david wong

Hey! I'm David, the author of the Real-World Cryptography book. I'm a crypto engineer at O(1) Labs on the Mina cryptocurrency, previously I was the security lead for Diem (formerly Libra) at Novi (Facebook), and a security consultant for the Cryptography Services of NCC Group. This is my blog about cryptography and security and other related topics that I find interesting.

Quick access to articles on this page:

more on the next page...

Diffie-Hellman, ElGamal and RSA posted April 2014

I'm in holidays for a week, easter I think, anyway, I didn't know what to do so I coded the Diffie-Hellman handshake, the ElGamal cryptosystem and the RSA cryptosystem in python.

You can check the code on github here: github.com/mimoo/crypto_studies

Check the tests.py file to see how the classes are used. Here's an extract:

"""Testing Diffie Hellman
"""
# 1. BOB
bob = DiffieHellman()
# G and g are generated automatically
print("G is a group mod %i and of order %i, and the generator g is %i" % (bob.G[0], bob.G[1], bob.g))
# We generate a secret and a public key
bob.generate_secret()
bob.generate_public()

# 2. ALICE
# We already know G and g
alice = DiffieHellman(bob.G, bob.g)
# We generate the secret key and the public key
alice.generate_secret()
alice.generate_public()

# 3. WE CREATE THE SHARED KEY
bob.generate_sharedkey(alice.publickey)
alice.generate_sharedkey(bob.publickey)
# Bob and Alice now have the same _sharedkey and the same public (G, g)

As the README says, it might be oversimplified and not totally correct. I mostly did that to do something in Python and also try to memorize how those systems work.

I've also done a lot of Unity this week-end. And also a bit of WxPython but I don't really like it. I think I should focus on QT and C++.

comment on this story

How hard is it to find an internship? posted April 2014

I've been looking for a summer internship and I haven't really found anything sor far. Although I've had some interviews with some start ups from the Silicon Valley (including TrueVault that really seemed like a good fit for a cryptographer in progress like me :D). But I've been unlucky so far since they're pretty busy, it's demo day-time for those applying to ycombinator there.

Anyway I still have 4 months of holidays this summer and I'm wondering what I'll do if I can't find anything in Mountain View (n_n I really want to go there).

If you know someone, or are interested in a passionate coder and eager learner, you can take a look at my resume here and rush to contact me before someone else does :)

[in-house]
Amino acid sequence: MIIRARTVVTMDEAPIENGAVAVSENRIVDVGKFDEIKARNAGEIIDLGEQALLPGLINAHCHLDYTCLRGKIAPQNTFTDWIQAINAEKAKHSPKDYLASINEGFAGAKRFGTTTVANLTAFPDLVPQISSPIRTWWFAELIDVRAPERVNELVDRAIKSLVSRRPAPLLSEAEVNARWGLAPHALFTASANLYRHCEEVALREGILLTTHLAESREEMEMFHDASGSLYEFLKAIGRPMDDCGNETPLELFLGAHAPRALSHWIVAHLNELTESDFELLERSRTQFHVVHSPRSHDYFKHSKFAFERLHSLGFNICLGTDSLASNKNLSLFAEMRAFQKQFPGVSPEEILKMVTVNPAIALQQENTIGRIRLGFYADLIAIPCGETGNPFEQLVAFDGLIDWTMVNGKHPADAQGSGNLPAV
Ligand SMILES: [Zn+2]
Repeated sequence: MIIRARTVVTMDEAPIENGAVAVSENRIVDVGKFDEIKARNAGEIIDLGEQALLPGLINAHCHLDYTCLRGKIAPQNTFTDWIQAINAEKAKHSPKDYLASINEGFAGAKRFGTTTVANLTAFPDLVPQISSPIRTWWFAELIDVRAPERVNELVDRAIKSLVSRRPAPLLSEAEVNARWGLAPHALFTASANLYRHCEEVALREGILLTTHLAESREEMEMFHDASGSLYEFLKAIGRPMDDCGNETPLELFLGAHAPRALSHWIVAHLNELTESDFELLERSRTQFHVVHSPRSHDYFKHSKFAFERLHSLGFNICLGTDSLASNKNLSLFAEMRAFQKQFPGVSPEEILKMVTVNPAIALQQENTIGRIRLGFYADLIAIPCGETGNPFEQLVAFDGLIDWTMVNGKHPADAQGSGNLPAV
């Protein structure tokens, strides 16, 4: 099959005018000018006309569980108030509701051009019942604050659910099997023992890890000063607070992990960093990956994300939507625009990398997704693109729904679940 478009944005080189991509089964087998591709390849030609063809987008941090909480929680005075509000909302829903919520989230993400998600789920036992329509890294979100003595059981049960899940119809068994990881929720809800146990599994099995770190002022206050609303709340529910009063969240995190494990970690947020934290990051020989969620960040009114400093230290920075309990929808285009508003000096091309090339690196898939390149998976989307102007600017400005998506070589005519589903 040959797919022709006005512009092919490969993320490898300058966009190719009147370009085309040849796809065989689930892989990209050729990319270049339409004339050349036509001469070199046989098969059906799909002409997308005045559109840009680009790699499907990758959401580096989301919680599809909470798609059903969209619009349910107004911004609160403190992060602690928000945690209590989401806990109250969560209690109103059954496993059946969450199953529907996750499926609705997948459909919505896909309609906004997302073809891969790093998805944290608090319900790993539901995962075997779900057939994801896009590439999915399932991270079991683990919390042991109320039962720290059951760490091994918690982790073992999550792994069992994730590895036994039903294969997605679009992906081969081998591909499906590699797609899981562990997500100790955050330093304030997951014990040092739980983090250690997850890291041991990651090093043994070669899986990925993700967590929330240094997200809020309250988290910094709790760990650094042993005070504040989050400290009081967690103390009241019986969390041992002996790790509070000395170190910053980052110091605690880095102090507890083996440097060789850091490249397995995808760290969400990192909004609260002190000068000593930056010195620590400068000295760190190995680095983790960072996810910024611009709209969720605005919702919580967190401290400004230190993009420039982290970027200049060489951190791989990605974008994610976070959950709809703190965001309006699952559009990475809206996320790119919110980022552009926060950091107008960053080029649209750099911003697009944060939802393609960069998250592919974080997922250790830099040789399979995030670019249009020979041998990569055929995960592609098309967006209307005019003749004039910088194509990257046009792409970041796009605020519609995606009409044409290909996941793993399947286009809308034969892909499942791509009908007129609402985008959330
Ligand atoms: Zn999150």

Otherwise I'll spend more time coding personal projects and writing this summer (by the way, Korben, a famous influential blogger in France has written about me and my application 3pages.fr in a blog post. Huge amount of traffic in a few hours, 600 people signing up in a day. I envy his traffic.)

cv

comment on this story

How good is flask? posted April 2014

I've used Django for my last project and I found the documentation unclear and the list of things I had to do to code simple things and deploy were... a bit too much for a simple project.

I've glanced at the Flask documentation and have found it über-clear. The syntax seems to be pretty straight-forward as well. I'm really thinking about learning Flask for my next project and putting Django on hold. What do you guys think?

There's also a talk on web2py in the current PyCon. I don't know if it's for me but I really need something I can do quick prototypes on.

Sometimes I wonder if I should go back to PHP and try the new Laravel that really looks super cool :)

laracon

comment on this story

NAT with iptables : super fast tutorial posted April 2014

So I know how to use iptables, I know what a NAT is, but I don't want to learn how to exactly do it. Misery... I have to learn how to do it because I have an exam that will probably ask me how to do it in a few days. So I've been looking for a super simple tutorial, a 1 minute tutorial, on how to setup a NAT configuration with iptables in 1 minute. Couldn't really find it so here it is, if this is somewhat useful for someone, you're welcome.

First Step

For NAT to work, you have to allow forwarding on your server. Easy peasy:

$ echo 1 > /proc/sys/net/ipv4/ip_forward 

Also, before adding new iptables rules, be sure to check what rules you already have

$ iptables -L

you should allow some forwarding for it to work (if the policy is default to DROP). But this not a tutorial about iptables.

Static

I have a server with:

  • eth0 connected to the network

  • eth1 connected to internet

Let's modify the PREROUTING part. Traffic coming from internet on our public address (@pub) and trying to reach our machine: